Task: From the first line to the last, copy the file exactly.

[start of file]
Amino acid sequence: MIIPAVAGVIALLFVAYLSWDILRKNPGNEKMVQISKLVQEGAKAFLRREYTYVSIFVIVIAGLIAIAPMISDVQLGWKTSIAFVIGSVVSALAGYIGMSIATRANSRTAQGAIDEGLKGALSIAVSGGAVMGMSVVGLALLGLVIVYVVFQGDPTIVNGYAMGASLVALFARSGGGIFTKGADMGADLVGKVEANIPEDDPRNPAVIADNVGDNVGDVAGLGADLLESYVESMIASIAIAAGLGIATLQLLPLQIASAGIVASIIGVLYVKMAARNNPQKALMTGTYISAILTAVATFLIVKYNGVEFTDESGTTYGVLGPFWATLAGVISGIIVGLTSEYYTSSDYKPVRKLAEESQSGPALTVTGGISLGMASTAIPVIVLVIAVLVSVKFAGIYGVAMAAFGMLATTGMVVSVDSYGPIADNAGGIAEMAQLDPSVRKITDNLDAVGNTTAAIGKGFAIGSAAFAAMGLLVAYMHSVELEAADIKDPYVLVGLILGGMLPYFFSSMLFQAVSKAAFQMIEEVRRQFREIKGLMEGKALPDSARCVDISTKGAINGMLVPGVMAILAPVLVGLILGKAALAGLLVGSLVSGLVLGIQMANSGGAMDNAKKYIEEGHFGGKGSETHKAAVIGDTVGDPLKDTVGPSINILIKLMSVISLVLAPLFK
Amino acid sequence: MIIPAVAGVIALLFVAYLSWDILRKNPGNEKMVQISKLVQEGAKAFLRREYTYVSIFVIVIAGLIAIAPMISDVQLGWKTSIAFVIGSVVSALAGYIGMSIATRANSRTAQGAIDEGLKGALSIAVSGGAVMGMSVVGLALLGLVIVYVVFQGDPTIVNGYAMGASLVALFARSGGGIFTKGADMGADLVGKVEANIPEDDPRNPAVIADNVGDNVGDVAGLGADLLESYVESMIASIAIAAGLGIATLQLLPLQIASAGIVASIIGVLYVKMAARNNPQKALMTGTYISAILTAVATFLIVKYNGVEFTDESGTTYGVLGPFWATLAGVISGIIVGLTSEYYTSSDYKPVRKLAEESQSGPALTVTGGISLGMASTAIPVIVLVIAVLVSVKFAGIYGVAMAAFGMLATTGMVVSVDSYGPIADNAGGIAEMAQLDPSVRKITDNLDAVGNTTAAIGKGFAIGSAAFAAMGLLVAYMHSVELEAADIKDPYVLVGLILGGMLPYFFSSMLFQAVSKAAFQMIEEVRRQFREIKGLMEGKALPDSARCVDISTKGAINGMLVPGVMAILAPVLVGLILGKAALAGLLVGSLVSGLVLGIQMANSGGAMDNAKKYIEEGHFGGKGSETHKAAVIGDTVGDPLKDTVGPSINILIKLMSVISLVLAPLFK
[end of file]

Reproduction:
Amino acid sequence: MIIPAVAGVIALLFVAYLSWDILRKNPGNEKMVQISKLVQEGAKAFLRREYTYVSIFVIVIAGLIAIAPMISDVQLGWKTSIAFVIGSVVSALAGYIGMSIATRANSRTAQGAIDEGLKGALSIAVSGGAVMGMSVVGLALLGLVIVYVVFQGDPTIVNGYAMGASLVALFARSGGGIFTKGADMGADLVGKVEANIPEDDPRNPAVIADNVGDNVGDVAGLGADLLESYVESMIASIAIAAGLGIATLQLLPLQIASAGIVASIIGVLYVKMAARNNPQKALMTGTYISAILTAVATFLIVKYNGVEFTDESGTTYGVLGPFWATLAGVISGIIVGLTSEYYTSSDYKPVRKLAEESQSGPALTVTGGISLGMASTAIPVIVLVIAVLVSVKFAGIYGVAMAAFGMLATTGMVVSVDSYGPIADNAGGIAEMAQLDPSVRKITDNLDAVGNTTAAIGKGFAIGSAAFAAMGLLVAYMHSVELEAADIKDPYVLVGLILGGMLPYFFSSMLFQAVSKAAFQMIEEVRRQFREIKGLMEGKALPDSARCVDISTKGAINGMLVPGVMAILAPVLVGLILGKAALAGLLVGSLVSGLVLGIQMANSGGAMDNAKKYIEEGHFGGKGSETHKAAVIGDTVGDPLKDTVGPSINILIKLMSVISLVLAPLFK
Amino acid sequence: MIIPAVAGVIALLFVAYLSWDILRKNPGNEKMVQISKLVQEGAKAFLRREYTYVSIFVIVIAGLIAIAPMISDVQLGWKTSIAFVIGSVVSALAGYIGMSIATRANSRTAQGAIDEGLKGALSIAVSGGAVMGMSVVGLALLGLVIVYVVFQGDPTIVNGYAMGASLVALFARSGGGIFTKGADMGADLVGKVEANIPEDDPRNPAVIADNVGDNVGDVAGLGADLLESYVESMIASIAIAAGLGIATLQLLPLQIASAGIVASIIGVLYVKMAARNNPQKALMTGTYISAILTAVATFLIVKYNGVEFTDESGTTYGVLGPFWATLAGVISGIIVGLTSEYYTSSDYKPVRKLAEESQSGPALTVTGGISLGMASTAIPVIVLVIAVLVSVKFAGIYGVAMAAFGMLATTGMVVSVDSYGPIADNAGGIAEMAQLDPSVRKITDNLDAVGNTTAAIGKGFAIGSAAFAAMGLLVAYMHSVELEAADIKDPYVLVGLILGGMLPYFFSSMLFQAVSKAAFQMIEEVRRQFREIKGLMEGKALPDSARCVDISTKGAINGMLVPGVMAILAPVLVGLILGKAALAGLLVGSLVSGLVLGIQMANSGGAMDNAKKYIEEGHFGGKGSETHKAAVIGDTVGDPLKDTVGPSINILIKLMSVISLVLAPLFK